Electric Guitars and on-stage amps

One of those questions I get asked about from time to time is why we can't eliminate the amplifier and cabinet of the electric guitar player on stage. After all, they are often unattractive to the uninitiated, present a second sound source that is not easily controlled and just generally contribute to a cluttered stage.

I have some sympathy with all of those concerns. The only one that I will actively tackle, however, is the uncontrolled sound. There are some guitarists who continually up the volume on their on-stage amp. That does create a problem. Most guitarists are reasonable people and you can work this out.

So why do they want the cabinet? It really has nothing to do with attachment issues, control, or any other imagined psychological dysfunction - at least amongst the musicians I deal with.

It does have to do with the sound that the artist is trying to create. Amps have very distinctive sounds. That sound is changed and modified in an active fashion by the cabinet itself. The cabinet provides a "reactive" load to the amp, thus changing the quality of the sound. Most guitarists push the amp to near distortion - which is created by that active load. Sure you can put a DI in there, but most DI's are not active loads, and thus do not create the same sound quality and variations that you get with a physical cabinet. Many a guitarist can also tell you horror stories about using a DI and having to then repair the amp due to a failure of the DI to adequately handle the load. This can be insanely expensive and frustrating to an artist who performs regularly. After all, they've developed a playing style and sound that is dependent on their favorite gear. It is tantamount to telling that concert pianist that the $250 keyboard you have is just as good as his Steinway Grand. Sure they accomplish the same thing if all you value is a piano-like sound, but they clearly sound - and react - a lot differently.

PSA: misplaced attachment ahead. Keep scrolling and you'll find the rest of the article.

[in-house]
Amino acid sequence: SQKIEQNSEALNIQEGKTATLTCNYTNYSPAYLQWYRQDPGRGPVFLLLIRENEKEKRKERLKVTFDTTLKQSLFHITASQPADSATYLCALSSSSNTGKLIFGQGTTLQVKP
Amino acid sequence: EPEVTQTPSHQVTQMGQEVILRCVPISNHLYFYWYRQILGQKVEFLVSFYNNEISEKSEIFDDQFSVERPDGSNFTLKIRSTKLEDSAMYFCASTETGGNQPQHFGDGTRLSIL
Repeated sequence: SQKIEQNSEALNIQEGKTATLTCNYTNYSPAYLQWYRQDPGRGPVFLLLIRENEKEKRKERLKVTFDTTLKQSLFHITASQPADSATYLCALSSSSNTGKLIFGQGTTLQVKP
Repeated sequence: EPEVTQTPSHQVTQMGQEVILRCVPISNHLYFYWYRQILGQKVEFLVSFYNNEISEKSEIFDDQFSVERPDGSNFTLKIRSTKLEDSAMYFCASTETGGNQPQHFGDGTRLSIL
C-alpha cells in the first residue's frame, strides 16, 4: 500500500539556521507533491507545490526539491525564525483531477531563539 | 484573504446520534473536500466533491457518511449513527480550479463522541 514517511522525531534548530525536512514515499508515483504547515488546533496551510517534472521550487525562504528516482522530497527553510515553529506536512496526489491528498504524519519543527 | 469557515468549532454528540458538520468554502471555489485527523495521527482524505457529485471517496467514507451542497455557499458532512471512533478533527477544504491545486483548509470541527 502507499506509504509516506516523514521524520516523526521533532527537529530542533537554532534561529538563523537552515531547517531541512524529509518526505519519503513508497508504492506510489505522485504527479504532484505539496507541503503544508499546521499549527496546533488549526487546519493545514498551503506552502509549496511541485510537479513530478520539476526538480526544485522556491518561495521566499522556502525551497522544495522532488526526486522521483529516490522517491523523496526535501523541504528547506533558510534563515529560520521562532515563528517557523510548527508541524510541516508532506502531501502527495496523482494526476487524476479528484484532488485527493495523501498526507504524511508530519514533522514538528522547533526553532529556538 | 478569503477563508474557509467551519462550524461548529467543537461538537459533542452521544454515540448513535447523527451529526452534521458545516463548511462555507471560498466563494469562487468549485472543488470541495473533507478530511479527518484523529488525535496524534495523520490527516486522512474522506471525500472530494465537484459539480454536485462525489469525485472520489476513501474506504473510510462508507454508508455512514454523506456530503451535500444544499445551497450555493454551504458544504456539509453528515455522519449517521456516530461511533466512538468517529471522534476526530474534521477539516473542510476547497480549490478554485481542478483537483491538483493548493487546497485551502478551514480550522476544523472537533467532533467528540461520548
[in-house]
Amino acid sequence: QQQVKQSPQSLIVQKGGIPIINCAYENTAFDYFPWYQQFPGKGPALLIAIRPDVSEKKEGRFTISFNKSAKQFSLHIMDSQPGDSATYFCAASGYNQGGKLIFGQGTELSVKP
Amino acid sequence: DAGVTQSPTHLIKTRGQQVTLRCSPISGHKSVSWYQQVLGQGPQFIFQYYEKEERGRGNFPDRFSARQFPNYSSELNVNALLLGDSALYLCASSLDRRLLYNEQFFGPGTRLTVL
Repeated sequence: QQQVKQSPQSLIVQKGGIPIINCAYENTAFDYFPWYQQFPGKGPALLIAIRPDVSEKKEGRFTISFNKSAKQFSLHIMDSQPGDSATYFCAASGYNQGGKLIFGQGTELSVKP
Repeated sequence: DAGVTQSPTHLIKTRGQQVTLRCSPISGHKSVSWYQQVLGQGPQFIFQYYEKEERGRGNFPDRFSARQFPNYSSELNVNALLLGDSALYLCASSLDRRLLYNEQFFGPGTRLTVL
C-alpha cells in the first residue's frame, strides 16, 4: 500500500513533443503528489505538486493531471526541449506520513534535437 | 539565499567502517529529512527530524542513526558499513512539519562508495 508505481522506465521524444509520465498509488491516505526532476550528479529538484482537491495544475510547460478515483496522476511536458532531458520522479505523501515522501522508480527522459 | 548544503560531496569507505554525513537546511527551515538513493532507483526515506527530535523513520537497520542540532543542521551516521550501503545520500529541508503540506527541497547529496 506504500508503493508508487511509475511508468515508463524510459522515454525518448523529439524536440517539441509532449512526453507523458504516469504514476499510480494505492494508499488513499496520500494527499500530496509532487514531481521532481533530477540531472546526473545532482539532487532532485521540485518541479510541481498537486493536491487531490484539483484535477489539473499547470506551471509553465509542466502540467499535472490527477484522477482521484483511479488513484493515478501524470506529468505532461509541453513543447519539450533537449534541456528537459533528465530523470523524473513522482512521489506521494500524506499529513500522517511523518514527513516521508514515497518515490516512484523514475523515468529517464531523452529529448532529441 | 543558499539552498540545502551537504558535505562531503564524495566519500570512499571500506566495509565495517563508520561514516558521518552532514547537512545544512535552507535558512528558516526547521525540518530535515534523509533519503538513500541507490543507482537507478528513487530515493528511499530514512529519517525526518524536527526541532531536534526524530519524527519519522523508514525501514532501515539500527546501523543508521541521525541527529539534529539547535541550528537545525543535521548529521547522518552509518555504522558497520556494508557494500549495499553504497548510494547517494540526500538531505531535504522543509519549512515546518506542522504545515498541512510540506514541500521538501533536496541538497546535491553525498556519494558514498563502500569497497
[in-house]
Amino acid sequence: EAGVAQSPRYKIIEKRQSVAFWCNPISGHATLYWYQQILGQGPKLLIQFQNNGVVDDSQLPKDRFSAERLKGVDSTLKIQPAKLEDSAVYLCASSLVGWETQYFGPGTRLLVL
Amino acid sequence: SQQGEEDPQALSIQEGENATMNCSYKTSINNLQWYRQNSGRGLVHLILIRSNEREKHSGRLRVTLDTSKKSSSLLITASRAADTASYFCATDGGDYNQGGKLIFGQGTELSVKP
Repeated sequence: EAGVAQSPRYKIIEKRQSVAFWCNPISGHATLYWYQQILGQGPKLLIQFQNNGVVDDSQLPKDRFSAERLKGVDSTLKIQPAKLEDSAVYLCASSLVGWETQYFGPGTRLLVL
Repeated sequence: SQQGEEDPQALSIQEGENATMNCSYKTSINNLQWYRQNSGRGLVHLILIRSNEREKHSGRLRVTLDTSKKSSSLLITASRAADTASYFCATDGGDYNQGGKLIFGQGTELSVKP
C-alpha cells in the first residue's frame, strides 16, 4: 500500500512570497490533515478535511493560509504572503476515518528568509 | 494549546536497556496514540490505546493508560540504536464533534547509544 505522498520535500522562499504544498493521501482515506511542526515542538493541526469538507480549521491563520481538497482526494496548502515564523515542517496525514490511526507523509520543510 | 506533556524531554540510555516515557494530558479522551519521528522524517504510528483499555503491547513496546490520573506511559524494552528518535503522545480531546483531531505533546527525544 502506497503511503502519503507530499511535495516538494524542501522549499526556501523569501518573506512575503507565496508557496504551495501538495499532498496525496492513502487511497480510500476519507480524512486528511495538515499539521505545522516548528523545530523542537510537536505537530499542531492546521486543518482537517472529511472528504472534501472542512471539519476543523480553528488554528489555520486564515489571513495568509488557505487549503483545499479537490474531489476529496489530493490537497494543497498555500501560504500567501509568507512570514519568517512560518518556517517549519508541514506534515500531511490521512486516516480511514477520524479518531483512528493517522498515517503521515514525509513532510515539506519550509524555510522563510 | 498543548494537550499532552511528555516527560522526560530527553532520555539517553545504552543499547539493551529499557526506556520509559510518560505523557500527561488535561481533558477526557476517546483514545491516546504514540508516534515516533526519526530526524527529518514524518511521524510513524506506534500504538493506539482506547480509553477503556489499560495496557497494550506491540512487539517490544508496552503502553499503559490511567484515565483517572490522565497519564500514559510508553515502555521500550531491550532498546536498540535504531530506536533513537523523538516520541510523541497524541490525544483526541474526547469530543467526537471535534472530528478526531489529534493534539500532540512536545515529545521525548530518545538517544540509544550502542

Audio Engineering firms are trying to address this problem. But the solutions are expensive. Solutions from Palmer and Motherload are frequently mentioned
in the audio blogs, but these are expensive devices ($600 and up).

Some amp manufacturers are providing an output designed specifically to go to a DI. In this case the cabinet is not needed. While I have used one of these and it sounded GREAT, it had a short life span. I suspect that the tubes were not as happy without the full cabinet being present. Another expensive repair was the result.

Another alternative I've used is to hide the cabinet off in some off-stage space. This works in terms of aesthetics, and to some extent stage volume, but there is an important element to remember. Sound obeys the inverse square law. If you remember high school physics, you may remember that gravity is this way too. That is, if you double the distance, you reduce the effect by 1/4th. So, if the amp is twice as far away from the artist, it is 1/4th as powerful. What is the obvious action by the guitar player? He turns it up! So, yes, it is off-stage, but now it's even more of an uncontrolled sound source. In one venue people began to avoid sitting near the stage wing where the cabinet was located. It was radically louder even though it had to pass through an insulated wall!

Is there a perfect solution? So far, no. The electric guitar is a unique instrument in the history of music. There are so many options and so many factors contributing to its sound that it is impossible to enumerate them. A musician with this instrument spends hours juggling all the options to produce the sound he is happy with. Hence they can get testy when asked to change the way they play.

There is a striking difference, of course, between the amp and cabinet of an electric guitar and that of a bass. The wavelength of notes produced on the bass are very long. Therefore, the best sound of a bass cabinet is not directly in front of it. But, the bassist needs to "feel" the notes to know they are right. There is a solution to that problem..... More at another time.
Comments